Polar bears might be worse off than we thought, study finds

Polar bears might be worse off than we thought, study finds

Polar bears are starving during their prime hunting period as Arctic ice melts because of climate change, according to a United States study published Thursday that analysed the animals' metabolism for the first time.

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To analyze these circumstances, Pagano and his team monitored the hunting success, behavior and metabolic rates - the amount of energy used by an animal per unit of time - of nine female bears without cubs as they hunted for prey in the Beaufort Sea in the spring.

It all comes down to metabolism, the rate at which the bears use energy, according to Anthony Pagano, a PhD candidate at U.C. Santa Cruz and lead author of the study.

While scientists were quick to caution that the causes of the animal's condition remain unknown-disease, injury or any number of other factors could potentially have spelled its demise-experts are anxious that starving polar bears may soon become a more common sight as the sea ice they rely on for hunting grounds continues to melt away.

The Beaufort Sea has seen dramatic losses in sea ice. It takes a great deal of calories to sustain that mass and move it around in some of the harshest conditions on the planet and the bears rely on a fat-rich diet of seals to get them through long fasting periods.

As a scientist, he stresses that we shouldn't go off of gut feelings, but rather reliable data - "and for polar bears, those (data) aren't there yet".

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How many seals does a polar bear need to eat to maintain a healthy weight? They also injected the bears with water labelled with stable isotopes of hydrogen and oxygen. By fall, however, young seals are older and wiser, and the bears can not catch as many of them. Bears are also doing a lot more swimming as the sea ice declines, said Derocher.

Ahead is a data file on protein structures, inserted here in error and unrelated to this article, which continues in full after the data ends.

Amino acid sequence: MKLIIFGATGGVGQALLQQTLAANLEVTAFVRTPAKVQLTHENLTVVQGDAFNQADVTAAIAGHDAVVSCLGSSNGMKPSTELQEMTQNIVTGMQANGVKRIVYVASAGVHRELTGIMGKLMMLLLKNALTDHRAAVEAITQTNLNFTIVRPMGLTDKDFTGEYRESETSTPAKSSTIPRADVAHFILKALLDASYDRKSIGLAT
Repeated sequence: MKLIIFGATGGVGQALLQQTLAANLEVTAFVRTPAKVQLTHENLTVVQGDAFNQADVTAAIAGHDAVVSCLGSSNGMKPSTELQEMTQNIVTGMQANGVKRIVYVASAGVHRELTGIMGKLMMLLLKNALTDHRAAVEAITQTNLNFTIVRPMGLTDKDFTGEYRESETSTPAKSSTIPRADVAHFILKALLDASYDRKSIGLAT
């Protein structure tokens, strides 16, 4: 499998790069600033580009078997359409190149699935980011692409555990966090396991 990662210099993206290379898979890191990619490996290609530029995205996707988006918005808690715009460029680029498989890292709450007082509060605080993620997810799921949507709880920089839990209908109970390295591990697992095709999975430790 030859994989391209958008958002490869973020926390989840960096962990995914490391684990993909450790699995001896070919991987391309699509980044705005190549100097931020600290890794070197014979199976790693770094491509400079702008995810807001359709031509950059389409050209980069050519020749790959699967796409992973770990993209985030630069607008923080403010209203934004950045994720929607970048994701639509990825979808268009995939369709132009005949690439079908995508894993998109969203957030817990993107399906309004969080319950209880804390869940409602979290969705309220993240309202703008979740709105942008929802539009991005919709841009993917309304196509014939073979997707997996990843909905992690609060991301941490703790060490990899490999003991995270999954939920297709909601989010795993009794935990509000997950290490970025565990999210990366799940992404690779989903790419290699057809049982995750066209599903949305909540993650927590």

The problem is that many polar bears can't seem to find enough food to satisfy their high energy requirements.

And they should lobby the global community more to address greenhouse gas emissions, which threaten the polar bears' habitat. However, human-induced climate change reductions in sea ice have caused declines in the number of bears, with young polar bears having a higher mortality rate than adults.

Polar bears are listed as threatened under the US Endangered Species Act and as vulnerable by the International Union for the Conservation of Nature - a designation just short of endangered on both lists. "It shows that polar bears are more like the big cats-lions and tigers- predatory carnivores with high energy metabolisms", Amstrup said. The agency's most recent population estimate suggests the bears have declined by about 40 percent over the past decade.

Researchers at the U.S. Geological Survey have been studying polar bears around the Beaufort Sea since the 1980s. "Activity and movement on the sea ice strongly influenced metabolic demands", the researchers summarized in the abstract of their paper.

"Just to break even they have to capture at least one seal every five to 10 days - and that's just to break even", said study co-author George Durner, a USGS research zoologist. There, Arctic warming means the sea ice is breaking up earlier in the summer and returning later in the fall, forcing bears to spend more time on land.

However, it has been hard for scientists to analyze the behavior and fundamental biology of the bears in this harsh and remote environment, according to Pagano. Today, it is estimated that there are approximately 23,000 polar bears living throughout the Arctic.

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